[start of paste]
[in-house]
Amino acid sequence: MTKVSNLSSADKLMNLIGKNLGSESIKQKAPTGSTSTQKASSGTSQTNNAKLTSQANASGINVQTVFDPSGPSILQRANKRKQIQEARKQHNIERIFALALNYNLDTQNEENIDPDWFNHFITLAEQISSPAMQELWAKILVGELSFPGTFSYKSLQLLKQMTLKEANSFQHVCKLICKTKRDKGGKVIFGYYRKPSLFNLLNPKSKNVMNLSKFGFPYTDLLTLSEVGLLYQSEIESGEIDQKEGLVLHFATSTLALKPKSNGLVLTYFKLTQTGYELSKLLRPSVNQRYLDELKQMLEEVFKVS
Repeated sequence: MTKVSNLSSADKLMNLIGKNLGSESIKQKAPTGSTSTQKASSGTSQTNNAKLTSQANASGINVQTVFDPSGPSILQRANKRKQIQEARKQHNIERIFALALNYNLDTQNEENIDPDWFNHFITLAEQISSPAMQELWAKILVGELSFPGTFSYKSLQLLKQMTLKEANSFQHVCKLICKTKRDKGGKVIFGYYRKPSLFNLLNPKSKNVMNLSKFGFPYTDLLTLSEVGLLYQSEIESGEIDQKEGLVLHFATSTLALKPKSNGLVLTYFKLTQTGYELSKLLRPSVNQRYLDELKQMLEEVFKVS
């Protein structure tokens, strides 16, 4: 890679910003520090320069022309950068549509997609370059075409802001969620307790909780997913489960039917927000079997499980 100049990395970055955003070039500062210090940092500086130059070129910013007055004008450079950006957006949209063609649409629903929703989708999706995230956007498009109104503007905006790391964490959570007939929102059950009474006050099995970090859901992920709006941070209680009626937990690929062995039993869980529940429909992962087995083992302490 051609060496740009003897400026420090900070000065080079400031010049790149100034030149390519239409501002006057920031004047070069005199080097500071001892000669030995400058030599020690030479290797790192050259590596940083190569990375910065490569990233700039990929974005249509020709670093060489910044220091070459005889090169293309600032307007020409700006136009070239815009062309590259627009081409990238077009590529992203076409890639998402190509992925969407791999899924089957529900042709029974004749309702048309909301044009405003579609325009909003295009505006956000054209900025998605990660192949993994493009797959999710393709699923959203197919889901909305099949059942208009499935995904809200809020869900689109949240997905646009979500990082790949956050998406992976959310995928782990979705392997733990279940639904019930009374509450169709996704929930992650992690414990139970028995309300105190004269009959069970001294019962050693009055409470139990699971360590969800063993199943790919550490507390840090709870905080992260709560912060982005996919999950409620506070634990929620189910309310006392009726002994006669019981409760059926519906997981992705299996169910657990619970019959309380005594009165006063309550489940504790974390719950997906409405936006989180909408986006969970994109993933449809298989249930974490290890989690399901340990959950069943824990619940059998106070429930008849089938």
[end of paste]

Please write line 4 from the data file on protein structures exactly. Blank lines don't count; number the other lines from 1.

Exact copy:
């Protein structure tokens, strides 16, 4: 890679910003520090320069022309950068549509997609370059075409802001969620307790909780997913489960039917927000079997499980 100049990395970055955003070039500062210090940092500086130059070129910013007055004008450079950006957006949209063609649409629903929703989708999706995230956007498009109104503007905006790391964490959570007939929102059950009474006050099995970090859901992920709006941070209680009626937990690929062995039993869980529940429909992962087995083992302490 051609060496740009003897400026420090900070000065080079400031010049790149100034030149390519239409501002006057920031004047070069005199080097500071001892000669030995400058030599020690030479290797790192050259590596940083190569990375910065490569990233700039990929974005249509020709670093060489910044220091070459005889090169293309600032307007020409700006136009070239815009062309590259627009081409990238077009590529992203076409890639998402190509992925969407791999899924089957529900042709029974004749309702048309909301044009405003579609325009909003295009505006956000054209900025998605990660192949993994493009797959999710393709699923959203197919889901909305099949059942208009499935995904809200809020869900689109949240997905646009979500990082790949956050998406992976959310995928782990979705392997733990279940639904019930009374509450169709996704929930992650992690414990139970028995309300105190004269009959069970001294019962050693009055409470139990699971360590969800063993199943790919550490507390840090709870905080992260709560912060982005996919999950409620506070634990929620189910309310006392009726002994006669019981409760059926519906997981992705299996169910657990619970019959309380005594009165006063309550489940504790974390719950997906409405936006989180909408986006969970994109993933449809298989249930974490290890989690399901340990959950069943824990619940059998106070429930008849089938």